What initially captures your imagination about glass?
Initially what captivated me about glass, was the organic and fluid movement glass pieces could embody. This sense of movement was transferred to the piece by the artist, who also had to engage in a physical performance in order to make the piece. Finally the need of being present, while being completely aware of the time passing.
What is the significance of the handmade to you?
I could reflect forever about this topic. For me the handmade is what makes us humans – it builds our collective memory, serving too as a private shelter from space and time. Furthermore, the handmade connects us to matter, to the body, to each other, and with ourselves. The handmade is knowledge that needs no words, and yet it is, in my opinion,
history’s greatest storyteller.
What was your route to becoming an artist?
When I finished school, I wanted to study Art in university, but I was too afraid of the uncertainty that being an artist implied. So I studied industrial Design – I have always been interested in objects and materials. Yet, I quickly realized that I had a greater need to work with my hands. Still, I finished my studies. While in the program, I had the opportunity to work with craftsmen in rural Guatemala – humble people who possess the knowledge of generations, using their hands as wise tools to produce heritage. I began admiring this knowledge as it can only be acquired through uncountable hours of work. After school I got engaged in an alternative art scene back at home, and dared to engage in projects that could question subjects beyond aesthetics, and I got hooked. In 2012 I took a summer course at Pilchuck. As a result, I enrolled right after in the master program of Glass Art and Science in Portugal. Studying my MFA at Vicarte was a turning point in my career, the science involved in the program became the main source of inspiration in my work. There I also met my interest in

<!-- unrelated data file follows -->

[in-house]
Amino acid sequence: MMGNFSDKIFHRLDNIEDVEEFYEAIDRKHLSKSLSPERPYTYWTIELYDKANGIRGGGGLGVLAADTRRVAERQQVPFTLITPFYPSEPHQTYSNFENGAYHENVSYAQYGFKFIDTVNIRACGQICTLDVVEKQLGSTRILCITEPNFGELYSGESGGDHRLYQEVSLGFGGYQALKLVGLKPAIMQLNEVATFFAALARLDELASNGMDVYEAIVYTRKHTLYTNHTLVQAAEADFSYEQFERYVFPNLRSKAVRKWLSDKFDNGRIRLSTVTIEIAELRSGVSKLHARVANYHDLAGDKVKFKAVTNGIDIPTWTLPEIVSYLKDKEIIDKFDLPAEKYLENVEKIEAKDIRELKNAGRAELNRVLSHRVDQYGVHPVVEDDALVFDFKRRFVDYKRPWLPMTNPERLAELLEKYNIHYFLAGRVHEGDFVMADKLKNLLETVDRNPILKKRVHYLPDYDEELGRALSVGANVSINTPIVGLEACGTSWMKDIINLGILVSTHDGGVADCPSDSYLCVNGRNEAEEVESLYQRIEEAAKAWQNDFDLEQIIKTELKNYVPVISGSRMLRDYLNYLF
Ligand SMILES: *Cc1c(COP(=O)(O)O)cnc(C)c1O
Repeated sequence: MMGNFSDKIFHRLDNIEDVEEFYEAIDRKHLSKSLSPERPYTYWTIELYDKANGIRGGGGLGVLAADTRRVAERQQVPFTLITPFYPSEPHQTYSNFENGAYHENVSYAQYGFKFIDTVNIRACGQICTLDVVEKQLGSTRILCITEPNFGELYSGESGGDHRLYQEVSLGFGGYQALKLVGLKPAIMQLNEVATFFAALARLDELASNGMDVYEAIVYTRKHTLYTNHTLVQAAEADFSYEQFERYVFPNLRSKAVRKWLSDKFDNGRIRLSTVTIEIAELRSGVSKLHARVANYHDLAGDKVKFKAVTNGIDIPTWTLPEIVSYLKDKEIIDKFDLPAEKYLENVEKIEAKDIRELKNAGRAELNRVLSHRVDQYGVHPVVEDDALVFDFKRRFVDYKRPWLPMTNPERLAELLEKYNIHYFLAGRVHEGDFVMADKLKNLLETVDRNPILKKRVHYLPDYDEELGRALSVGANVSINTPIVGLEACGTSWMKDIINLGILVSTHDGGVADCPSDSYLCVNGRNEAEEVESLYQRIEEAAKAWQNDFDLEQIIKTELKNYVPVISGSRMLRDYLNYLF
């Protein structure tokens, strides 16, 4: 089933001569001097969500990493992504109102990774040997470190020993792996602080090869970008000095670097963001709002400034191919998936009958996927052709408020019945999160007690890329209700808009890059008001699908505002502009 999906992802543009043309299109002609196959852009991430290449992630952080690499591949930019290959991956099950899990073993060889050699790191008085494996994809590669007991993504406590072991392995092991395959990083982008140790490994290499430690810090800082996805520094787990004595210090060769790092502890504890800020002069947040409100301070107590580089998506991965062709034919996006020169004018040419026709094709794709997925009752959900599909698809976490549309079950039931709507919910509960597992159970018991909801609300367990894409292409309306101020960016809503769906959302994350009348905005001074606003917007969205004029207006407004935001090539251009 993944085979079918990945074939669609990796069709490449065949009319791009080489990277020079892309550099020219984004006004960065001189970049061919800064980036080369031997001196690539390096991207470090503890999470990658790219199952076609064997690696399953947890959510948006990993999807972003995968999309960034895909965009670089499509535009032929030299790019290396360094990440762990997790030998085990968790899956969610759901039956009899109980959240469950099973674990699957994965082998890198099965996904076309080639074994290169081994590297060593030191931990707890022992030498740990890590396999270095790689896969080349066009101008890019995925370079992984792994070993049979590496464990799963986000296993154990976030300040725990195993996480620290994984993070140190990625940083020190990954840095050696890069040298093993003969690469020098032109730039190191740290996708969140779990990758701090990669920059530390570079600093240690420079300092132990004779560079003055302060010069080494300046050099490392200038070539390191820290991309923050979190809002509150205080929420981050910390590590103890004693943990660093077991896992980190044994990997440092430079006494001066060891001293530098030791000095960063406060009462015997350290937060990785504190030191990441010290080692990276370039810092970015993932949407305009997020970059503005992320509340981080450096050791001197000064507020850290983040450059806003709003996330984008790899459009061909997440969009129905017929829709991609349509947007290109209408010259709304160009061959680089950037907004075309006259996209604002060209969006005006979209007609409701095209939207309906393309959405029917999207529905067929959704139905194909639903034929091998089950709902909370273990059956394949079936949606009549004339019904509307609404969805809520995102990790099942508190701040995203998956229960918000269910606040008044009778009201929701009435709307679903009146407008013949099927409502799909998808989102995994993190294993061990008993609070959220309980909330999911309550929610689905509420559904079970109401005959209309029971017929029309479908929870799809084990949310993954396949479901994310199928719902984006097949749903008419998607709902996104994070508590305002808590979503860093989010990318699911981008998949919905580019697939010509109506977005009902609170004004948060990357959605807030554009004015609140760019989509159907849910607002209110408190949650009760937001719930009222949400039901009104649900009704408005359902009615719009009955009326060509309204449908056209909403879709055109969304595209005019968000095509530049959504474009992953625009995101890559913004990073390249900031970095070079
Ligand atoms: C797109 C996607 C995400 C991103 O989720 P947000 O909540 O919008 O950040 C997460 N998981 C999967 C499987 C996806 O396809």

doing research. I haven’t stopped working with glass ever since, or being afraid, to be completely honest. But I have learned to deal with uncertainty, as my urge to make, question and investigate has been greater.
What is your chosen medium and what are your techniques?
My main vehicle of exploration is glass. However, the real motivation to work with this material, is the need (or constant invitation) to learn new ways to work with it in order to obtain a new vocabulary of material expressions, often leading to new processes of making with this and other materials. I also enjoy working with plaster. I do not work with a specific technique. I work with ideas, things, and material curiosities, and let them inform each other.
How would you describe your work and where do you think it fits within the sphere of contemporary glass?
My work can be both research and process based, and is often considered to dwell somewhere
in the periphery of the arts and craft realms. I try not to classify my work, since what I aim to do through it is to rethink and reshape static ideas and notions from different fields I am interested in – hoping to generate new interpretations
or new understandings from these issues.
Tell us a little bit about your process and what environment you like to work in?
I often think that my process has some influence from the design methodology. There are always several steps and planning involved, and I enjoy translating information from one medium or one scale to another. I like to compare my conceptual process to the act of rotating and visualizing an object within a three-dimensional coordinate system. On the other hand, my process of making is slow and my molds tend to be heavy. My work has become an ever-growing mesh of connections, where every finished artwork can be the starting point of a new project, and I often recycle ideas.
Who do you look up when it comes to aesthetics?
What currently inspires you and which other artists do you admire and why?
Currently it inspires me what needs to be discovered or preserved, universal phenomena, evidence of the interaction of things, making, and finding connections. Time and memory are intrinsic attributes of glass, and they are also at the core of my material exploration. I admire Olafur Eliasson – I share his interest in light phenomena. I also admire his efforts
towards raising environmental awareness and his ability to trigger curiosity in others.